With Holy Week approaching …

Let us pray with the Church and for the Church AMDG!
As we are approaching Easter, the pace quickens.

Starting with the sombre Season of Septuagesima, we progress to the Season of Lent, a season of prayer, fasting and penitence, thus prepared to be reflect on the Passion of Our Lord through the liturgy of Passiontide. All this culminates in the Triduum, the 3 days before Easter, with its once magnificent ceremonies everywhere.

In our days, the Holy Masses of the Triduum are still done both in the churches using Novus Ordo Missae   and where the  Latin Traditional liturgy is celebrated, but Alas! – chanting of  the Tenebrae on the  three days of the Triduum is pushed back to the islands of traditional  Latin liturgical  observances, where the Tenebrae are invariably performed in full by the religious orders and even some parish churches and chapels usinng the traditional  Latin liturgy , especially when these chapels and churches are affiliated to schools and colleges.

What is the Tenebrae?

The following tables below show its component parts.

The following article from Wikipedia   describes and what the traditional Tenebrae is and how and why it disappeared.

https://en.wikipedia.org/wiki/Tenebrae

The table given in the Wikipedia article is different from the tables given above.

The Wikipedia editor simply used the scheme for ad Laudes. However, even the Benedictine communities are using the scheme above, and not the one givene in the Wikipedia.

Why go?

The Church is in crisis and prayers, especially liturgical prayer, are powerful weapons.  I could not put this better than the Reverend Father Prior of the Silverstream Priory did:

“So long as there are monks in their choir stalls, manfully singing the praises of God by day and by night, and monks in adoration before the altar where the living Christ is truly present in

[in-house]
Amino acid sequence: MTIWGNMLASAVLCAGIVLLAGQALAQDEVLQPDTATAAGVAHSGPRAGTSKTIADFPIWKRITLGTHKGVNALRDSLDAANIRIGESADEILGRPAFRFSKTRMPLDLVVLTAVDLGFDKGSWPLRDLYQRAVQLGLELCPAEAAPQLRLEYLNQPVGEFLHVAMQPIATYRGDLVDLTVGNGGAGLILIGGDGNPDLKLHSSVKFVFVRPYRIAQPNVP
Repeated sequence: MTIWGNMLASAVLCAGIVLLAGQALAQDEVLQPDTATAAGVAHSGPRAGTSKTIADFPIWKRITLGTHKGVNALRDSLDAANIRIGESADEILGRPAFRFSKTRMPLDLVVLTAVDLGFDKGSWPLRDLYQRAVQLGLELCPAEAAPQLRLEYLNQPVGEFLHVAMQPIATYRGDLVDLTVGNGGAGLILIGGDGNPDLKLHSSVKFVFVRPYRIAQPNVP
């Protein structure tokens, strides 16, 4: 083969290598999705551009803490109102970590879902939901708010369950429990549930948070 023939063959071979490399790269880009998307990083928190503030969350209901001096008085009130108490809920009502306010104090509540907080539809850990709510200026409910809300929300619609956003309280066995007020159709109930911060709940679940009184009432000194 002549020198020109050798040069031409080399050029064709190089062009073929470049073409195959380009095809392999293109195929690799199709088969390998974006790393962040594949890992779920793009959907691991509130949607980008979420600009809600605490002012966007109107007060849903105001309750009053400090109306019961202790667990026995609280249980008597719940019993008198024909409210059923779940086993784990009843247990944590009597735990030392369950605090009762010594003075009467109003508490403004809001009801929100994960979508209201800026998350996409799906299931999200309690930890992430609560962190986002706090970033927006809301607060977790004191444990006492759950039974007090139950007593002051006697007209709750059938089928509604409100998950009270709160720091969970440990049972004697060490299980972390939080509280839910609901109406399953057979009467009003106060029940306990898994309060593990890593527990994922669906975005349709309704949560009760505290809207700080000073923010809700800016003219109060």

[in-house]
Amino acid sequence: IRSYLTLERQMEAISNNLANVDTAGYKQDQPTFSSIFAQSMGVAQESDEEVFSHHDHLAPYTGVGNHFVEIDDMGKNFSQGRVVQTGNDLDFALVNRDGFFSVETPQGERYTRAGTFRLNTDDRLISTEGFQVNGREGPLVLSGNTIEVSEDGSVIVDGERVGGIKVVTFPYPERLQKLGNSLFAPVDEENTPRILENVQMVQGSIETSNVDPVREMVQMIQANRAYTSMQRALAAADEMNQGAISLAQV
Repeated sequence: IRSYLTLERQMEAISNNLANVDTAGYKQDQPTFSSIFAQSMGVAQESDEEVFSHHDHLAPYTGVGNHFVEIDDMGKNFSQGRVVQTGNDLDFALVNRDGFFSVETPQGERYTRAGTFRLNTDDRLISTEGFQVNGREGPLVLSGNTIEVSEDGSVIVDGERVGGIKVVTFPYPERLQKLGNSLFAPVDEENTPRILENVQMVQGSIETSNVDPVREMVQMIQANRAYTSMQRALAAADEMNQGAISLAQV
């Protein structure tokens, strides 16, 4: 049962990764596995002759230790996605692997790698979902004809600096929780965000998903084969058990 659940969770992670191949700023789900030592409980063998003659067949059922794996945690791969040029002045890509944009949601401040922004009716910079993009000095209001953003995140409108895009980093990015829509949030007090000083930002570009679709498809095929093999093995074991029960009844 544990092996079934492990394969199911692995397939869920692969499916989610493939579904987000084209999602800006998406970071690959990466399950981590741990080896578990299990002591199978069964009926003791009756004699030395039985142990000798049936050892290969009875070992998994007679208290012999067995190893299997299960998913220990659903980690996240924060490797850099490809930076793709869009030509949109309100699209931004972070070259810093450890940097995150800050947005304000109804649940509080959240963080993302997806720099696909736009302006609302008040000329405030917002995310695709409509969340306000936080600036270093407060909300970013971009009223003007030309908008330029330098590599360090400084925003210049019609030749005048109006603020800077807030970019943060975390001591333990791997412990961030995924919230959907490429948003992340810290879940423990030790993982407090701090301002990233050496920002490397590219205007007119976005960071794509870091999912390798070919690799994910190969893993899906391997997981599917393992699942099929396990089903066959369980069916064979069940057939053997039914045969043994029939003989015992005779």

the sacrament of his love, the Church will be forever young, forever alive and equipped to continue her mission into generations to come.”

Source:  http://www.ncregister.com/daily-news/meet-the-american-monks-who-might-re-evangelize-ireland

 

I urge you to go, if you possibly can. Search the directories of churches and chapels f using the traditional Latin liturgy, or addresses of traditional priestly societies, find out their schedule for the Holy Week and then go, making the sacrifice of time and cost of the trip.

However, if this is not feasible, then pray it on your own. The Officium Divinum has the full text with Latin and English in parallel columns.

http://divinumofficium.com/cgi-bin/horas/officium.pl#

First type in the date desired on the top of the page.

Click on the drop down boxes for Rubrics 1960 and  English (which will give you the Latin and  English). Then go to the line above and click on Matutinum first, then on Laudes. Print it and seclect a time and place to say it on the appropriate days.

 

Let us all pray with the Church and for the Church AMDG!

The Feast of the Epiphany…

…. is enveloped in liturgical splendour. Events in the life of Our Lord are recorded in golden letters.

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The same hymn, talking about the visit of the Magi, the baptism of Our Lord and the miracle at the wedding of Cana  is chanted at ad Matutinum, traditionally before dawn appears on the horizon and at ad Vesperas, when dusk of the evening is approaching; whilst the hymn of ad Laudes bursts forth  at sunrise, giving a golden hue to the whole day as it focuses on a single theme of the Magi, led by the star, bringing their gifts..

Let us also bring our gifts – our smiles as we are doing whatever God wishes us to do.

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For seasonal notes, look under the tab of  Notes on  the Breviary.

For the text of the hymns for Epiphany, look under the tab of Devotions

On Christmas day…

…there was no time for anything else, such as a message on this WEB page.. From Midnight Holy Mass onwards, the day was mainly occupied by praising God in in the Holy Liturgy. I addition, there was also a need to reach out in charity to others in distress …Please be assured, dear readers that you, too were in my prayers

Today, almost the same as far as long messages go. However, let us continue rejoicing in the birth of our Redeemer during the Octave!